For OBOC peptide libraries released from support, matrix-assisted laser desorption/ionization (MALDI-MS) as well as electrospray (ESI-MS) mass spectrometry have been successfully used for sequencing by the combination of “ladder-synthesis” [13] or “ladder-sequencing” [14]. However, these methods present several disadvantages such as a long time of complicated library preparation and misinterpretation of some byproducts resulting from the peptide modification. The fundamental problem of OBOC peptide library analysis is the small amount of compound obtained from a single resin bead, and insufficient ionization efficiency of some peptides for standard ESI–MS analysis. Therefore, application of peptide ionization enhancers in a form of fixed charge tags may enable the analysis of peptide obtained from a single resin bead. Recently, we developed an efficient and straightforward method for quaternary ammonium salt (QAS) formation on solid support [15]. Such modification facilitates MS analysis of peptides, allowing for ESI-MS/MS sequencing of trace amounts of compounds by both charge remote and charge directed fragmentation mechanisms [16], even in case of peptides lacking easily mobilizable protons [17]. Our previous work presented the application of QAS for high-throughput analysis of single resin beads from OBOC peptide libraries using high-resolution electrospray ionization tandem mass spectrometry (HR ESI-MS/MS) [18]. The proposed cleavable linker was composed of lysine with the \(\upvarepsilon \)-amino group labeled by QAS and methionine, which allows selective cleavage of the peptide from TentaGel resin by CNBr. To overcome the problems associated with that procedure, we propose a new strategy of peptide cleavage from TentaGel HL–NH\(_{2}\) resin based on the Edman degradation method.

Edman degradation [10] is commonly used for peptide sequencing both in solution and on solid support. The method is compatible with natural as well as non-natural \(\upalpha \)-amino acid residues located at the N-terminus, as long as they have the \(\upalpha \)-amino group unprotected [19]. The reaction with phenyl isothiocyanate (PITC) under mildly alkaline conditions, followed by acidolysis, results in the cleavage of the N-terminal residue as phenylthiohydantoin (PTH) derivative without disrupting the peptide bonds between other amino acid residues. This method does not affect functional groups in amino acid side chains (with exception of the \(\upvarepsilon \)-amino group of lysine, which forms a stable phenylthiourea (PTU) derivative) [20]. The usefulness of this method is based on high yield of formation of amino acid-PTH, suitable for identification by using chromatography, electrophoresis, or mass spectrometry.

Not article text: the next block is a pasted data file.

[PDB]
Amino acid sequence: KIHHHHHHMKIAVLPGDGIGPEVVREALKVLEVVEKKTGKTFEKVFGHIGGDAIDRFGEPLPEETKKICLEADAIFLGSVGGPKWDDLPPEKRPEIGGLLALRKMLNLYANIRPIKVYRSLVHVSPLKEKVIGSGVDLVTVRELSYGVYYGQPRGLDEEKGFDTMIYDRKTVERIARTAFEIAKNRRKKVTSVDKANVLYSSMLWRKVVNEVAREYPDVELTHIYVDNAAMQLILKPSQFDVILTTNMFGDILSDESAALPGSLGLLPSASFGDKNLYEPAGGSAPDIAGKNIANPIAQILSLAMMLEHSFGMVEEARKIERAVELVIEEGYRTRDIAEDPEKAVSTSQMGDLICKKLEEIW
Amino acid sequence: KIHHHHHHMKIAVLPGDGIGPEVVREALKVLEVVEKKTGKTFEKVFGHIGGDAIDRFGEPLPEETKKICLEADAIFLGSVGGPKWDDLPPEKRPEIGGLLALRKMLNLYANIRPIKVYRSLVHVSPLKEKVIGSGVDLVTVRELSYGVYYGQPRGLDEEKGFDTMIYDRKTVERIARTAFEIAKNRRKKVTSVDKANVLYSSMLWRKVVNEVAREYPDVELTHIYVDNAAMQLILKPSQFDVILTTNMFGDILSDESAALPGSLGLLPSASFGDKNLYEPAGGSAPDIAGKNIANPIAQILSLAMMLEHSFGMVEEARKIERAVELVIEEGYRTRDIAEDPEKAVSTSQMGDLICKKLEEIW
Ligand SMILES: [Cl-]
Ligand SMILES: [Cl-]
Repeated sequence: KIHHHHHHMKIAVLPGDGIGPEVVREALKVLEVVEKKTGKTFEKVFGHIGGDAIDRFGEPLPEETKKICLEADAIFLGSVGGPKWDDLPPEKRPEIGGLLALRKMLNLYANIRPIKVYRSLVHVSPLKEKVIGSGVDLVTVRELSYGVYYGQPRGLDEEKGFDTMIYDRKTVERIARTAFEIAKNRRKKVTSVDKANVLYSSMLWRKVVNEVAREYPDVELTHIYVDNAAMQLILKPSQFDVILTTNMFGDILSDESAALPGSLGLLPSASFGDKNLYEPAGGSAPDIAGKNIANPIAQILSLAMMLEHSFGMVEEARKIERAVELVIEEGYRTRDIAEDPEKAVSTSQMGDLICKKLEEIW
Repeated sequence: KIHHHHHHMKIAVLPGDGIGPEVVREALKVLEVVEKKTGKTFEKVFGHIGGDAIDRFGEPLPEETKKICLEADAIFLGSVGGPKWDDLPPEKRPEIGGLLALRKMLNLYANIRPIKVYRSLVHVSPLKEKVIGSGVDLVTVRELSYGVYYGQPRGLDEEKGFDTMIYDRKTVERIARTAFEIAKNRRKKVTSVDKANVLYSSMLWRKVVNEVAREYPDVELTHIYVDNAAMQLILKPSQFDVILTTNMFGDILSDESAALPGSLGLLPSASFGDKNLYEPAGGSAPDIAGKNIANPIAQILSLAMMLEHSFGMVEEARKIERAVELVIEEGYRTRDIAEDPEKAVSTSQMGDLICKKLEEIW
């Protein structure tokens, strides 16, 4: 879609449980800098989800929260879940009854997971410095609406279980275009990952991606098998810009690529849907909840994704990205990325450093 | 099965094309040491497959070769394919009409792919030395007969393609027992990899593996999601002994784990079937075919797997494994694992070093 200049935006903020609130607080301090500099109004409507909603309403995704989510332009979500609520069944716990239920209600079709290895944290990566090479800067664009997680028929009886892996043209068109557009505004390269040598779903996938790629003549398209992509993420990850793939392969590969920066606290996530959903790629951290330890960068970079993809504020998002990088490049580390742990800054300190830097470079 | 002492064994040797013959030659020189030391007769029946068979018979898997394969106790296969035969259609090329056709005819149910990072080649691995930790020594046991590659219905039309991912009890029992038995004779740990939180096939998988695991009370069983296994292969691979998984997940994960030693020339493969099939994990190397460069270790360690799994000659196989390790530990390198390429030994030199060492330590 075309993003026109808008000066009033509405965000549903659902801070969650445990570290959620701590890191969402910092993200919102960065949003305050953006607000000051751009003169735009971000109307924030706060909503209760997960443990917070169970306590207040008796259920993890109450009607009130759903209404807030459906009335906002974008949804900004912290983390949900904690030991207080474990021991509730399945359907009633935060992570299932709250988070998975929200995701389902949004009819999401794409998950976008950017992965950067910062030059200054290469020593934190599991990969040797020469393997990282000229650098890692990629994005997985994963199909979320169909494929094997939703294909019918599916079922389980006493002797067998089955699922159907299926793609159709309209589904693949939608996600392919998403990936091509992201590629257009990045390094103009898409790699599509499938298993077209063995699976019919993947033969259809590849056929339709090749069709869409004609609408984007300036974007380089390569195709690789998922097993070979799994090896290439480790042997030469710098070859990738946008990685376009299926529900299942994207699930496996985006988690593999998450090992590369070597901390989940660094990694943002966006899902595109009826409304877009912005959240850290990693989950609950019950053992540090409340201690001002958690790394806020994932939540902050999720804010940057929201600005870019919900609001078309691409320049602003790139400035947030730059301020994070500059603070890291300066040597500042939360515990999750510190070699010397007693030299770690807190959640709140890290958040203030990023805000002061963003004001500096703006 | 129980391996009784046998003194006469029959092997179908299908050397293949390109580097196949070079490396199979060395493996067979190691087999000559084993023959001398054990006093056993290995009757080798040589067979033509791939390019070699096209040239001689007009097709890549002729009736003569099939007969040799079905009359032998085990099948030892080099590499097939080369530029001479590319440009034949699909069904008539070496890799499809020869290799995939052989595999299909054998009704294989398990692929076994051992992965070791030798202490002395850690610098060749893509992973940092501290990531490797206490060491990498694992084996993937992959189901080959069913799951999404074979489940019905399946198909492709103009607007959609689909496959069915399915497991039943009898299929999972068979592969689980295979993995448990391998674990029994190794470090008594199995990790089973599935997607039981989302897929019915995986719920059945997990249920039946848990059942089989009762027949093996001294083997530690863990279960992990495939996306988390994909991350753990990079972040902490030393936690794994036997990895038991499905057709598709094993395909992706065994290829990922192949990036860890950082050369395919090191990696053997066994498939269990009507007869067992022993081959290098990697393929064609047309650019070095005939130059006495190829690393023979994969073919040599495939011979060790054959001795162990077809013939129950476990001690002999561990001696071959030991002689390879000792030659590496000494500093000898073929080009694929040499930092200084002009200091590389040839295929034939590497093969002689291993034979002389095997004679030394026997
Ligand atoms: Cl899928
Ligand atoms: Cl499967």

Our approach is based on application of the \(\upvarepsilon \)-amino group of lysine for peptide assembly, whereas the \(\upalpha \) amino group after reaction with PITC allows cyclative cleavage by PTH formation (e.g., Edman degradation). Although the mechanism of Edman degradation is well known and this procedure is generally accepted for analysis of peptides attached to solid support [12], to the best of our knowledge, the method has not been applied for cleavage of whole peptide-PTH derivatives from a resin.

Results and discussion

We developed a straightforward method of cleavage of N-acylated peptides from TentaGel HL–NH\(_{2}\) resin based on the well-known PTH formation reaction commonly used in peptide sequencing by the Edman degradation method. The method utilizes an acid cleavable linker consisting of a lysine residue, where the \(\upalpha \)-amino group is blocked with a Boc group whereas the \(\upvarepsilon \)-amino group is used for peptide synthesis according to Fmoc strategy [21]. The deprotection of side chains with TFA at the same time liberates the \(\upalpha \)-amino group of the lysine residue which in turn reacts with PITC. The final form of the linker consists of a lysine residue with the \(\upalpha \)-amino group blocked by a phenylthiocarbonyl group and an N-acylated peptide assembled on the \(\upvarepsilon \)-amino group (Fig. 1). The subsequent acidolysis leading to Edman degradation results in formation of a stable PTH derivative and efficient peptide release from the resin, allowing identification of the peptide sequence by mass spectrometry, which is especially useful in the analysis of hits in OBOC peptide libraries.
Fig. 1

Proposed peptide cleavage method based on Edman degradation. BOC tert-butyloxycarbonyl, Fmoc 9-fluorenylmethoxycarbonyl, Pg protecting group, \(X_1\)\(X_5\) amino acid residues, Ac acetyl group, PITC phenyl isothiocyanate. A gray ball represents a single resin bead